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  • Kendra R. Shatswell

Q&A with Kinder Breeder Derek Eddy

This article first appeared in the Fall 2019 Kinder Quarterly. Derek's insight and advice has been incredibly helpful to me as a new breeder!

Derek Eddy received his first Kinder doe and wether via the doe chain, from Sue Huston. Twenty years later, Derek’s Kinder Goats is still going strong! He shares some of his advice for breeding Kinders and describes what it takes to make a “milkable” Kinder doe. What is a breeding quality Kinder, to you? A breeding quality Kinder is a goat that is equal meat and dairy traits and blends those traits into a beautiful animal. My ideal doe is 110-125 pounds and 23-26 inches at the shoulder. Feminine and strong, medium-boned, not heavy-boned or coarse. She kids easily with two or three kids, and raises those kids with plenty of milk leftover for the house. The kids need fast growth rates and low birth weights. That is something I pay a lot of attention to – I do not want to spend extra feed getting kids up to market weight, whichever market that might be. A buck should be growthy and a good weight for his age, with adequate muscling and bone. Kinder bucks should not be frail, light-boned, or narrow. He should be thick in his shoulders and throughout to his rear end, with strong, muscular rear legs. I prefer bucks that come from easy-kidding and prolific lines. Ideally, a buck has a deep body, but keeping in mind that the Kinder is a mid-sized goat, I don’t want a buck that is too heavy. In my experience, goats that are heavy-boned are not as efficient – they take more feed and time to gain the same amount of weight as a medium-boned goat.


Any advice on culling? I am willing to work with almost any goats and their conformation flaws, to make improvements through their kids. I have average Kinder-type does and does with average udders that, when bred to the right buck, will put consistency into that next generation. But culling is a great way to improve your herd quickly. To be honest, I have culled entire family lines before. Was it hard? You bet. But my herd only benefited from those tough decisions. Culling becomes addicting – once your herd starts looking better, you strive to keep that quality. Not every kid born is breeding quality; stay away from breeders who think otherwise. One of the biggest things I cull for is disposition. I do not like needing to chase and catch does to bring them in at milking time. So, does with unwilling dispositions get culled first.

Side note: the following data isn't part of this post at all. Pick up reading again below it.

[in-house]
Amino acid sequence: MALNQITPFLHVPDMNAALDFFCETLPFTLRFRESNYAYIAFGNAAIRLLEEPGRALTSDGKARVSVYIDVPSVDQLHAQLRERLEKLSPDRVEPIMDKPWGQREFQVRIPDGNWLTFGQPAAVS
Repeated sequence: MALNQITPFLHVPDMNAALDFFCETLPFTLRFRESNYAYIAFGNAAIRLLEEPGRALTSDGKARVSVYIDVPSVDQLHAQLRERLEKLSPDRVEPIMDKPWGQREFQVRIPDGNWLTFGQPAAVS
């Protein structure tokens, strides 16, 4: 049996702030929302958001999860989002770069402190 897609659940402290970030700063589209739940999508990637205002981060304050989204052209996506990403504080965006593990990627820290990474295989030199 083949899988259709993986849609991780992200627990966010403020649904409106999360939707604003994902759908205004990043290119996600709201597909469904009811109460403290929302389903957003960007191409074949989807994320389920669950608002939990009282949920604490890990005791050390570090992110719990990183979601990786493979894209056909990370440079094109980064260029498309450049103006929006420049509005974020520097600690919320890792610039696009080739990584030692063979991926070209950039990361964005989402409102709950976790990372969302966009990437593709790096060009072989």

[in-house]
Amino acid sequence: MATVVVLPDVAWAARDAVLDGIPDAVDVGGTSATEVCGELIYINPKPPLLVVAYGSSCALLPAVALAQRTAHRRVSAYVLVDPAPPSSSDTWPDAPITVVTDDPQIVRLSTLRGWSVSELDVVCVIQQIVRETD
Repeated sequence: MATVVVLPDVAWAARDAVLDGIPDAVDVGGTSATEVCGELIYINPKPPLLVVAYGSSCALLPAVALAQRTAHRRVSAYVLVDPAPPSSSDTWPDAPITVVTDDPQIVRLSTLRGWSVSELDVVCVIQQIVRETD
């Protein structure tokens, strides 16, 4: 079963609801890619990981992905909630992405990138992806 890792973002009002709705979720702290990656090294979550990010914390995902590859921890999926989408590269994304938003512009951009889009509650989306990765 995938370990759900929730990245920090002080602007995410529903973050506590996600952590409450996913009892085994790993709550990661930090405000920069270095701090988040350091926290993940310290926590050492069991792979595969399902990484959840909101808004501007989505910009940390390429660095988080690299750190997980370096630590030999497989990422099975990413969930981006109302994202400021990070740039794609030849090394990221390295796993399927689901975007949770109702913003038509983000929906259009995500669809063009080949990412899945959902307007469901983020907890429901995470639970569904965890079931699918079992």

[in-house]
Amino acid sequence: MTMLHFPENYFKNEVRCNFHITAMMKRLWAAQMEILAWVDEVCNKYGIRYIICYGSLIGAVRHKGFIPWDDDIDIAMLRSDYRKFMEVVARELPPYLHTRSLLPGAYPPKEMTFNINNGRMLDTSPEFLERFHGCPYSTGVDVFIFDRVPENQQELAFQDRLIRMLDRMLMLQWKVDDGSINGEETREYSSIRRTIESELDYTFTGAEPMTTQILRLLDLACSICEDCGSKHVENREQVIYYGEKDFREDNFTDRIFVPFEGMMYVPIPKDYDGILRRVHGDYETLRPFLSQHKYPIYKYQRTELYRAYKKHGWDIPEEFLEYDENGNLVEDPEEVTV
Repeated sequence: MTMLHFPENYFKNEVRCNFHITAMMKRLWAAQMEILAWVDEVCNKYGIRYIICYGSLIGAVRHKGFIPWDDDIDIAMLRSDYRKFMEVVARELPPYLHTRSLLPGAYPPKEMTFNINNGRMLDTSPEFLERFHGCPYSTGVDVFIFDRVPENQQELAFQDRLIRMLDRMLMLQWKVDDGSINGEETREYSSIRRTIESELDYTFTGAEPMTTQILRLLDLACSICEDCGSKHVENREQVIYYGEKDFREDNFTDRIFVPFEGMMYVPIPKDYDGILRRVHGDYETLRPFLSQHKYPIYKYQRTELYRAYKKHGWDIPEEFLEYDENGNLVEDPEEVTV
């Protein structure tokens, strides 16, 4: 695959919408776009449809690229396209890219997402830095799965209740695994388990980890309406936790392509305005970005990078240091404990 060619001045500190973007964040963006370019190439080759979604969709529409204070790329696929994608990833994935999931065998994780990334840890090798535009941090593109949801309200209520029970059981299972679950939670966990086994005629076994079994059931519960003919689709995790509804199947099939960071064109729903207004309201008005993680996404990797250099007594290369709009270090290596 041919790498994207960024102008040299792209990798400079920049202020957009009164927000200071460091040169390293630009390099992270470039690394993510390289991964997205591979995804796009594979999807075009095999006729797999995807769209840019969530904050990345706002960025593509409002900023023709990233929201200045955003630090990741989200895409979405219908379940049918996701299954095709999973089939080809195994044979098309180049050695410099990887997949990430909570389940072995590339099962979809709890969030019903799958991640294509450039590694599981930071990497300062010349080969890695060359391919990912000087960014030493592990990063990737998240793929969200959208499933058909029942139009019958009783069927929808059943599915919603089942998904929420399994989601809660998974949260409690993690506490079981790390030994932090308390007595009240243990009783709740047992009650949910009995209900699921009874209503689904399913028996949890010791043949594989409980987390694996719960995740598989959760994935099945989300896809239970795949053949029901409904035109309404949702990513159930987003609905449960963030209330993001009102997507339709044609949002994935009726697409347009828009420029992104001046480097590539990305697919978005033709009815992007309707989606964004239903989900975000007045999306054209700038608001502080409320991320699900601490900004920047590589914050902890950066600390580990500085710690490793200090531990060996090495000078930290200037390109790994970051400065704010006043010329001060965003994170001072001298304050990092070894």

Have you found that udder texture and orifice size are highly heritable or not so much? In my herd, I’ve found I can improve orifice size within one breeding, as long as the genetics are there. Udder texture sometimes takes longer and is a two-point trait for me. First, the doe has to milk down well – no meaty udders. Second, the doe has to have soft, supple, stretchy skin. So, sometimes, it takes more than one breeding to get both qualities in the same goat.

Can you share a little bit about one of your does you consider to be a very “milkable” Kinder?

This is Derek’s Kinders SD Delphine, out of DKG Streak X DKG Delphi. Delphine freshened for the first time in November 2018. I was a little disappointed with milk production, but her tenacity and willingness to milk made me take a second look at her. Not many does want to milk when it is -50 degrees outside. If she wanted to milk, I wasn’t going to let a little cold weather and my frozen fingers get in her way. Fast forward to her second lactation, and she is not disappointing me. She is everything I wanted when I crossed her parents. She is milking just shy of four pounds once a day and raising twins. In addition to being a very willing milker, she milks very easily and has nice orifice size.

Do you have any advice for breeders just starting out? Start small with the best stock you can afford. It is hard to achieve consistency or make solid improvements starting with too many animals and too many genetic lines. A quality Kinder is hard to breed for, in my opinion, but worth the effort! If you can improve one or two traits a year, by the time you have been breeding a while, you will have a nice-looking herd. Don’t be afraid to make crosses just to see how they turn out – you might be pleasantly surprised by the results. Most importantly, have fun doing it, and don’t get so caught up on with perfection or improvements that you start doubting yourself and burn out. Have fun and enjoy the goats!


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